program type activity. And like I said, I'm very impressed with a lot of this and some of the companies I named, I think you're doing just a real bang up job, full disclosure. And I used to work at A T. And T. So when I say nice things about them, I can't help it
15:22
because I know what goes on there but recognize I do collect the retirement from them so maybe I should recuse from mentioning them. But they really did do a good job. So all right, let's go into
15:35
next MSs managed security services. This is a wild area.
15:39
First off, every MSP wants to be an M. S. S. P. I blogged about this last week. You know, every time I talked to him sp
15:50
and I say what are you doing insecurity? They brighten up and they go, oh it's just like you just ask them, how are you going to make your next million? You know they see it as this amazing Upsell and
16:00
um and in many cases it's probably true you know that they can they've got a wonderful relationship with the client. Let's say you're doing I. T. Management for a law firm or something
16:08
and they want to do neck
16:11
what would be the natural team to do that and you do and you make more money and you do a great job and everybody is happy and lo and behold you're an M. S. Sp. So it's perfectly fine. I think that's
16:22
wonderful. But here's the problem.
16:23
I believe
16:26
that MSs services will have to become more virtual. They have to
16:32
because
16:33
really the essence of playing defense is being quick and nimble right? The ability to make changes quickly to swap one vendor in for another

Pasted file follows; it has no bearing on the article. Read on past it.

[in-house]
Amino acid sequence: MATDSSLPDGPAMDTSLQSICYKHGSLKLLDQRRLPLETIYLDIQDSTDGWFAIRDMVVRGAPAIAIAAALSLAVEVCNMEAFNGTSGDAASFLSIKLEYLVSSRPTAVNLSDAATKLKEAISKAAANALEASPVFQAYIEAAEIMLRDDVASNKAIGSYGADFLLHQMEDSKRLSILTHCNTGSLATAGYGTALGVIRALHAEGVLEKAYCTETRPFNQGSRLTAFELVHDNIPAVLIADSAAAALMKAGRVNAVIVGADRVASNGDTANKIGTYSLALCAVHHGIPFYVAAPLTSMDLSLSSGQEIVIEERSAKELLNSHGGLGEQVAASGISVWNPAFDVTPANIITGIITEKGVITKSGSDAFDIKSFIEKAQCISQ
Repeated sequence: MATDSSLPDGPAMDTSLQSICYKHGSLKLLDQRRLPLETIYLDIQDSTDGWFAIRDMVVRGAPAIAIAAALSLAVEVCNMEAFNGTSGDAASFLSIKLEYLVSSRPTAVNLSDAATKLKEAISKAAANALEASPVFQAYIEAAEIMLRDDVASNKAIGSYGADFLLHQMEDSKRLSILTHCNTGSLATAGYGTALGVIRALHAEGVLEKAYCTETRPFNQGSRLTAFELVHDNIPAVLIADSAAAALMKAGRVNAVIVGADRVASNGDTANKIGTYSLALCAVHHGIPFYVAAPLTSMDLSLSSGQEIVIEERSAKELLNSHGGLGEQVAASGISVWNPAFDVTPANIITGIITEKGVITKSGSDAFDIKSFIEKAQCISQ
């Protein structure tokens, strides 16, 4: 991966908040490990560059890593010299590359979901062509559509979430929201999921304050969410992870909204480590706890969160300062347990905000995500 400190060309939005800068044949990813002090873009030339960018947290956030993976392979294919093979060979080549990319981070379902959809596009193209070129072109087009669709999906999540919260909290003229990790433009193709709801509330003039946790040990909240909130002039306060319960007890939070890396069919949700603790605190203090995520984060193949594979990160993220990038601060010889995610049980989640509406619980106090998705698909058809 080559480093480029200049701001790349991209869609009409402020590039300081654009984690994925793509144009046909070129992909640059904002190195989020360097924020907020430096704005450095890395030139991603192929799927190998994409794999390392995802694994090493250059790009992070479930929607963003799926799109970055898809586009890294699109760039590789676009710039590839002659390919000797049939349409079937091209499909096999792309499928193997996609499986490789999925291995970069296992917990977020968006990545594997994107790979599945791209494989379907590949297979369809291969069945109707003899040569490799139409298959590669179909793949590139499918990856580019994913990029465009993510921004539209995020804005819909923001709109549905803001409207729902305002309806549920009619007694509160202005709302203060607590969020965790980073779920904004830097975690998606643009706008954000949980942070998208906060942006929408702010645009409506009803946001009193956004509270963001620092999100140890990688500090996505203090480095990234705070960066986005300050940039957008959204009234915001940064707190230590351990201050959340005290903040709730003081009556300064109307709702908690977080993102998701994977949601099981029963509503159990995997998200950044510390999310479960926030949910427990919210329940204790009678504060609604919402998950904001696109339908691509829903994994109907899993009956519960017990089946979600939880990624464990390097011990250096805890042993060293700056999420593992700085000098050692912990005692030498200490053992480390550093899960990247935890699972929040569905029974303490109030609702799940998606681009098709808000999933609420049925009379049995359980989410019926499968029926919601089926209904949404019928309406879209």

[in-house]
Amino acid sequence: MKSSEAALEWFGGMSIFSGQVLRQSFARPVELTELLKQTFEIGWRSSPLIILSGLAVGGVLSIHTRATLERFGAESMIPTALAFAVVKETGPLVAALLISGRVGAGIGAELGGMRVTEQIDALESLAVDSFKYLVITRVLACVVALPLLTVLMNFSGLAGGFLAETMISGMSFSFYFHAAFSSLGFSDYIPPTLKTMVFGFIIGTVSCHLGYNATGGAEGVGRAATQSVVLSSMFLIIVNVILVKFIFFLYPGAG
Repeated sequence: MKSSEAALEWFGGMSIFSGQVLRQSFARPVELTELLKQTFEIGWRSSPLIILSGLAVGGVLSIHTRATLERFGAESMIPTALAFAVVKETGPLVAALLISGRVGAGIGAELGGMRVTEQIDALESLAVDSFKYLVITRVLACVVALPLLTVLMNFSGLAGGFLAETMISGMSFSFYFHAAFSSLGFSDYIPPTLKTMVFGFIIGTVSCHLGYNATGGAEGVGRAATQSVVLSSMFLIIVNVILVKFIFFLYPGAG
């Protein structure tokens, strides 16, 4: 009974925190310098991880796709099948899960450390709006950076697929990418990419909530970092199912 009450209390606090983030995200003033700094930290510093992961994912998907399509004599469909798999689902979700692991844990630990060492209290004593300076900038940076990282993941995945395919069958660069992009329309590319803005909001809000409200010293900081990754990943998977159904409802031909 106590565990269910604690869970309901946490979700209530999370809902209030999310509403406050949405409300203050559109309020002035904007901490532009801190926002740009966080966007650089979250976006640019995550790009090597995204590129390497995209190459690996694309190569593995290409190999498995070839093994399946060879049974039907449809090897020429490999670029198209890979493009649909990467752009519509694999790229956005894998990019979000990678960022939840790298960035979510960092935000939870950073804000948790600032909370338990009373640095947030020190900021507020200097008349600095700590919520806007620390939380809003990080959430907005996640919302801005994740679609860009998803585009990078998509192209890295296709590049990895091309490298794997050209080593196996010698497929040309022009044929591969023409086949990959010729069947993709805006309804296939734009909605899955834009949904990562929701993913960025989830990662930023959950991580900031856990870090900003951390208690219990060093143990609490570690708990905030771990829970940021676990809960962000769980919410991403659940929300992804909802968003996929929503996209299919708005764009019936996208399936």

16:42
if you're a hockey coach, you know the idea of switching lines and stuff
16:48
is that what it all comes down to, whether you win or not, how good you are at managing your team and making changes quickly.
16:56
Our cyber security defenses now are so static.
17:00
If I told you tomorrow, let's say for example, you're using Acme
17:04
an acne sim, there's no such company and you want to switch to a uh, you know, smith sim, I don't think there's a company called smith selling the sims. You wanna go acme to smith?
17:15
What do you do? Can you do it in an hour? No. Can you do it in a day? No. Can you do it in a week? Probably not. Can you do it in a month? Maybe?
17:23
Now? What if you had to make the change fast? It takes you a month.
17:29
What kind of craziness is that? That's not how you play defense.
17:33
And yet we don't even question that.
17:36
And MSs teams
17:38
as they participate in this are the most vulnerable as we fix it because the way we'll fix it is on demand, virtualized deployment, monitoring and management of infrastructure.
17:51
If I can point to click
17:53
to deploy a product
17:56
then what do I need a managed security service for?
17:59
Think about that.
18:00
That's a big deal now. Yes, maybe the MSs points and clicks for you. Maybe they monitor the output. I do a little bit of that work work.
18:08
You know, you just don't want to deal with the day to day. So it's not like this goes away.
18:14